SNAP Works for Wisconsin’s Children
Modern version of food stamps is powerfully effective anti-poverty tool, report finds.
The Supplemental Nutrition Assistance Program (SNAP), also known as FoodShare in Wisconsin, helps Wisconsin families put food on the table. But we know now that it accomplishes much more than that.
Research increasingly shows that SNAP, formerly known as Food Stamps, can ward against the long-term effects on children of experiencing poverty, abuse or neglect, parental substance abuse or mental illness, and exposure to violence — events that can take a toll on their well-being as adults. As a new Center on Budget and Policy Priorities report finds, SNAP helps form a strong foundation of health and well-being for low-income children by lifting millions of families out of poverty, improving food security, and helping improve health and academic achievement with long-lasting consequences.
It’s doing all that across Wisconsin. SNAP is improving our children’s futures.
Workers at food banks see first-hand the boost that SNAP gives to children and families. “After a good job, SNAP is the second best hunger fighting tool in our toolbox,” said David Lee of Feeding Wisconsin. “By ensuring that children have the nutrition they need to learn, play and grow into healthy adults, SNAP is an investment in the health and well-being of our children.” Feeding Wisconsin is the statewide association of the Feeding America food banks that sources, warehouses, and provides food to over 750 affiliated agencies and 1,500 local food programs throughout the state.
SNAP delivers more nutrition assistance to low-income children than any other program. In 2016, SNAP will help about 20 million children each month — about one in four U.S. children — while providing about $30 billion in nutrition benefits for children over the course of the year. In Wisconsin, SNAP helps about 339,000 children each month, or about 1 in 4 of our state’s kids.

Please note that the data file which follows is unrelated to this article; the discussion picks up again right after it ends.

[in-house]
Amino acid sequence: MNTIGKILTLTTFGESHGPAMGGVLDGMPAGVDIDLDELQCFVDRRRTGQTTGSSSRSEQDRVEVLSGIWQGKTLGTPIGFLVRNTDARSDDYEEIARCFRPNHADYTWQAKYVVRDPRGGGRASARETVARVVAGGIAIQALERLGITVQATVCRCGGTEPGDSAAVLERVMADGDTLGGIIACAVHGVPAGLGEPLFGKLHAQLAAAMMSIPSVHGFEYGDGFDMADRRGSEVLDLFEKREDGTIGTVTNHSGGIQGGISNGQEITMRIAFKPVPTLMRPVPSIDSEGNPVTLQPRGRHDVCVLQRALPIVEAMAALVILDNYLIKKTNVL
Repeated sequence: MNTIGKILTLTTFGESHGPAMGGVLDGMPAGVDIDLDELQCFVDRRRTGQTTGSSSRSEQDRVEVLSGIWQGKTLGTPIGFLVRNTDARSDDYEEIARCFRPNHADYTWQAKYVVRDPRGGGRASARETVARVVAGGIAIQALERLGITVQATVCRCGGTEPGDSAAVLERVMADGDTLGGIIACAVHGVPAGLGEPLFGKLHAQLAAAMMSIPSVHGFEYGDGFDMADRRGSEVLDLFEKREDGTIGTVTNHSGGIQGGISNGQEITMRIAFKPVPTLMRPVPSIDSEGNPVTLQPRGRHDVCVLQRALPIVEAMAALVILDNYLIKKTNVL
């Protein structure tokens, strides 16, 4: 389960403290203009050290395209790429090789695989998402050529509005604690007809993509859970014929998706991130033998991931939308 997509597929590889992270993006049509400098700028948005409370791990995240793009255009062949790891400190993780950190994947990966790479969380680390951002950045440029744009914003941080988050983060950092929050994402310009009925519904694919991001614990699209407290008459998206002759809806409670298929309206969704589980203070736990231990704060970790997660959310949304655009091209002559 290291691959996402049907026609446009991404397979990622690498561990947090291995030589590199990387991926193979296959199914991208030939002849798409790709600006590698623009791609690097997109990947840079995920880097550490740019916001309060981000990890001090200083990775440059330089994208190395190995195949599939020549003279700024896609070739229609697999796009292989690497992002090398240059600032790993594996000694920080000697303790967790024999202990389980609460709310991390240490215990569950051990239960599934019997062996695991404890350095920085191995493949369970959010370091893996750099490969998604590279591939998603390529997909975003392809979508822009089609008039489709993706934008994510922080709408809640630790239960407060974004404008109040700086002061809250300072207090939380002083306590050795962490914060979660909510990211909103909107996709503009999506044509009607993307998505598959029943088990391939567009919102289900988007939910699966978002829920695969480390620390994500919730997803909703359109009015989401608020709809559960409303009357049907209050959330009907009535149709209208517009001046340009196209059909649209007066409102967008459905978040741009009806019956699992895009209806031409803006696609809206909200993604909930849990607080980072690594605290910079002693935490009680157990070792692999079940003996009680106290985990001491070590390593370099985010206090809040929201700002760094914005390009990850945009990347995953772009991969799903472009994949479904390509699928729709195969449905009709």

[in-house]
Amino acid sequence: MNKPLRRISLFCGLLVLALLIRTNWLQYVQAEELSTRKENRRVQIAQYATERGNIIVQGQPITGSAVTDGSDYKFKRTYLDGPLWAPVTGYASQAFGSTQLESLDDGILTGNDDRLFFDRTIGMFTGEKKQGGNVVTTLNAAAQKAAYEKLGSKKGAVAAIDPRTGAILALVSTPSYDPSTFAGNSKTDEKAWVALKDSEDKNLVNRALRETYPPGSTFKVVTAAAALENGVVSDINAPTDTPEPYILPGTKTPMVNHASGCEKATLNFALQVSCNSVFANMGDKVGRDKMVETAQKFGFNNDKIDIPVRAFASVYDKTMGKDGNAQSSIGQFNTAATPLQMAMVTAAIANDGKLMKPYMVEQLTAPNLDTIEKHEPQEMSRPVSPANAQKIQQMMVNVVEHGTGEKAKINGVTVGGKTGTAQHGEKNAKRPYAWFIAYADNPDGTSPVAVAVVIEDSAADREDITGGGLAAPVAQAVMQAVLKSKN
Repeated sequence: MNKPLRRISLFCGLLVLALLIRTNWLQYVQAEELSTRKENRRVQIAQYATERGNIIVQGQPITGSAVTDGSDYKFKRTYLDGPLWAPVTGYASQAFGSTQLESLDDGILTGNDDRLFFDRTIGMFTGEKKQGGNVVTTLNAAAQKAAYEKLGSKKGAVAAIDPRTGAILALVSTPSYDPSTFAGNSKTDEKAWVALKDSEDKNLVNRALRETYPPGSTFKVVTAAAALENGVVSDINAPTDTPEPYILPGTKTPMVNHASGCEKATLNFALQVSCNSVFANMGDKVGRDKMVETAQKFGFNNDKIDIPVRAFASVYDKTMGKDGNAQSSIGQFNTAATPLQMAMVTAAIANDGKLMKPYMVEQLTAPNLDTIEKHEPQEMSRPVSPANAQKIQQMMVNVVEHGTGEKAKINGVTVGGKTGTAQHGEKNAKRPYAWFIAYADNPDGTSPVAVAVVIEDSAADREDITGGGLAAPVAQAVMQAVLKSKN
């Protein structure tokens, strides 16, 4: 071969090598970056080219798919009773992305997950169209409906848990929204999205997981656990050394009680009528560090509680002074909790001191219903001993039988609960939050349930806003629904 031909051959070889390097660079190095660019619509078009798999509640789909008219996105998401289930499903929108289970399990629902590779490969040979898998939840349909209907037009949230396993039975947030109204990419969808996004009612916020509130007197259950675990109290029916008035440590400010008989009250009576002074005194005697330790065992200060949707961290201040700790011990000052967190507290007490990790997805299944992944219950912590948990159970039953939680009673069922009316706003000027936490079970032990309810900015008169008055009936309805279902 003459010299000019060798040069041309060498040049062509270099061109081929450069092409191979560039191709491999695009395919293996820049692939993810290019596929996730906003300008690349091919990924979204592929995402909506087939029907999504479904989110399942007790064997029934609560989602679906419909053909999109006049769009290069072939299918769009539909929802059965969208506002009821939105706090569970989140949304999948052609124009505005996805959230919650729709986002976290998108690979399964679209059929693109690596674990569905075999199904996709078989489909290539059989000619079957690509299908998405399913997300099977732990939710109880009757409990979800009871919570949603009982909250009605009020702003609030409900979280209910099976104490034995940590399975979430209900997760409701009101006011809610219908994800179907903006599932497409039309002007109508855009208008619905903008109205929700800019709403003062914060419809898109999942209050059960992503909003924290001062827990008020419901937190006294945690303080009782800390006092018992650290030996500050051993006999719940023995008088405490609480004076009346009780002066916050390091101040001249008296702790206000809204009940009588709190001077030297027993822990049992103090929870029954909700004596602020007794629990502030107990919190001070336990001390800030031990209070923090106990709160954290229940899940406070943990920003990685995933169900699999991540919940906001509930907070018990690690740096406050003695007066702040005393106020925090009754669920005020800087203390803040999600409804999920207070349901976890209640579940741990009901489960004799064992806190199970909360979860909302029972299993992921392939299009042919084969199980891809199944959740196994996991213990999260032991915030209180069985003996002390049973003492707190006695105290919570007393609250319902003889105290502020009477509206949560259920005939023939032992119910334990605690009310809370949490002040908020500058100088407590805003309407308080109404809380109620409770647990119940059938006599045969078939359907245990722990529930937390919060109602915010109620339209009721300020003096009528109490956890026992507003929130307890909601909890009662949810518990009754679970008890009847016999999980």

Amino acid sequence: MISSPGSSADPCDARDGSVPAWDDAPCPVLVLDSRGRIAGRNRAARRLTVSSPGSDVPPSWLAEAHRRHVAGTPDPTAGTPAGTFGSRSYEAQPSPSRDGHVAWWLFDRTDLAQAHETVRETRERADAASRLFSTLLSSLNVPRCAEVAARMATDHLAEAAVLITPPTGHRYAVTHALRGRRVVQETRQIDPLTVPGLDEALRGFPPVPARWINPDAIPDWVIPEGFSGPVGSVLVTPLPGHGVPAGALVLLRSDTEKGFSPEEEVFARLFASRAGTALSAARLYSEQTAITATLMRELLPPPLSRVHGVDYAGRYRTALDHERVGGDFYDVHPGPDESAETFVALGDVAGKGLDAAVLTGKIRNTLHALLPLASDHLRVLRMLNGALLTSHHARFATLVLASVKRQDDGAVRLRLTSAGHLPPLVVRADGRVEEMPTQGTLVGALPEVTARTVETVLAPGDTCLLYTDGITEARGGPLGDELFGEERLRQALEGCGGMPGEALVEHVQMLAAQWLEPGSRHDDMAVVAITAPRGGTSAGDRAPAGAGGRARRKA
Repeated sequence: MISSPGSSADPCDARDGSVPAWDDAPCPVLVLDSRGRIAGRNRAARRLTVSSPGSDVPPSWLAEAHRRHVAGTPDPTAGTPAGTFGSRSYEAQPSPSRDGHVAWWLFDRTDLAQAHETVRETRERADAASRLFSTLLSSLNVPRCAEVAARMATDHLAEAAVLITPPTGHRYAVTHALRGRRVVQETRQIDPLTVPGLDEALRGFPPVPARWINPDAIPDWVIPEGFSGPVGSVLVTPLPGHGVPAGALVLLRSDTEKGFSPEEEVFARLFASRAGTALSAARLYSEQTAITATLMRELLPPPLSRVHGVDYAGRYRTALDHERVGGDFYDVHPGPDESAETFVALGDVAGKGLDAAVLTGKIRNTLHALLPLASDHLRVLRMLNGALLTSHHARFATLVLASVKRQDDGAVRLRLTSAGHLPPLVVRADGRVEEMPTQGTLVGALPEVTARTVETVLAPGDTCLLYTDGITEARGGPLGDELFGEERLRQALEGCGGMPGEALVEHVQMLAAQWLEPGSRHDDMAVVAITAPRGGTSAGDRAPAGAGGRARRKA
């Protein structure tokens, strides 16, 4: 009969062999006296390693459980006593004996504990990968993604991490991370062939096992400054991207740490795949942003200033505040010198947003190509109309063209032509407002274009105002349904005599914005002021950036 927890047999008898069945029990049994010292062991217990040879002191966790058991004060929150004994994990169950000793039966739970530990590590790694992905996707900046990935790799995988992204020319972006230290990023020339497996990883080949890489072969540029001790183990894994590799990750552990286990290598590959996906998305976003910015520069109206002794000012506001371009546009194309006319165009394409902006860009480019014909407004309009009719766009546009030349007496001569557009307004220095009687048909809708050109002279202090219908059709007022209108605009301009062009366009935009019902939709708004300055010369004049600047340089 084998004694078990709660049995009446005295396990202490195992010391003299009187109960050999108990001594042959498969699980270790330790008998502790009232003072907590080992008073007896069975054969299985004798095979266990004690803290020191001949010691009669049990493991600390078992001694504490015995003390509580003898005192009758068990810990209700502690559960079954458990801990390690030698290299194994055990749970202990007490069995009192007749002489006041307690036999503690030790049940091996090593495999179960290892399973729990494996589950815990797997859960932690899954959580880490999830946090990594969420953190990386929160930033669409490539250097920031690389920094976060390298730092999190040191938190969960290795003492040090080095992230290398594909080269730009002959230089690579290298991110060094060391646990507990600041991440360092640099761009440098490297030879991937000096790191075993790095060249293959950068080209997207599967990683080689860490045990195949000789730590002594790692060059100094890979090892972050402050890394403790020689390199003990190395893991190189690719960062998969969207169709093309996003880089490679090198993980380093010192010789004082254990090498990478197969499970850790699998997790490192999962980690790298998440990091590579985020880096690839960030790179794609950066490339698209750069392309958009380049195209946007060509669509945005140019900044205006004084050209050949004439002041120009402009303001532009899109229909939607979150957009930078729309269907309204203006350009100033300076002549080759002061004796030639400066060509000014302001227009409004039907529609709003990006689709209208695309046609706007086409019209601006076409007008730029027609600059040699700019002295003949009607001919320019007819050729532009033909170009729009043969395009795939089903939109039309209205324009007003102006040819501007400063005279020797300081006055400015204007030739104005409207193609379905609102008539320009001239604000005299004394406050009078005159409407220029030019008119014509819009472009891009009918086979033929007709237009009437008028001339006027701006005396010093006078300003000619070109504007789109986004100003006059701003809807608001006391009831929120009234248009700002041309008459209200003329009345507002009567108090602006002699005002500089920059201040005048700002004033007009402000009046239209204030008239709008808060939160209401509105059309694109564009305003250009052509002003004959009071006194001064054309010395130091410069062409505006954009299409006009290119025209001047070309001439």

SNAP’s benefits are modest, but they’re well-targeted to the families that need them the most. While participating families with children in Wisconsin receive an average of $352 each month, those with incomes below 50 percent of the poverty line get $490. That’s one reason why SNAP helps lift more children out of deep poverty than any other government assistance program.
In fact, much of SNAP’s success can be attributed to its design, including a consistent national structure that effectively targets food benefits to those with the greatest need; eligibility rules and a funding structure that make benefits available to children in almost all families with little income and few resources; a design that automatically responds to changes in the economy; and rigorous requirements to ensure a high degree of program integrity.
SNAP is helping to give thousands of Wisconsin children the foundation they need to succeed. Efforts to reform or enhance it should build on its effectiveness in protecting the well-being of our children — and those nationwide — and preserve the essential program features that contribute to that success.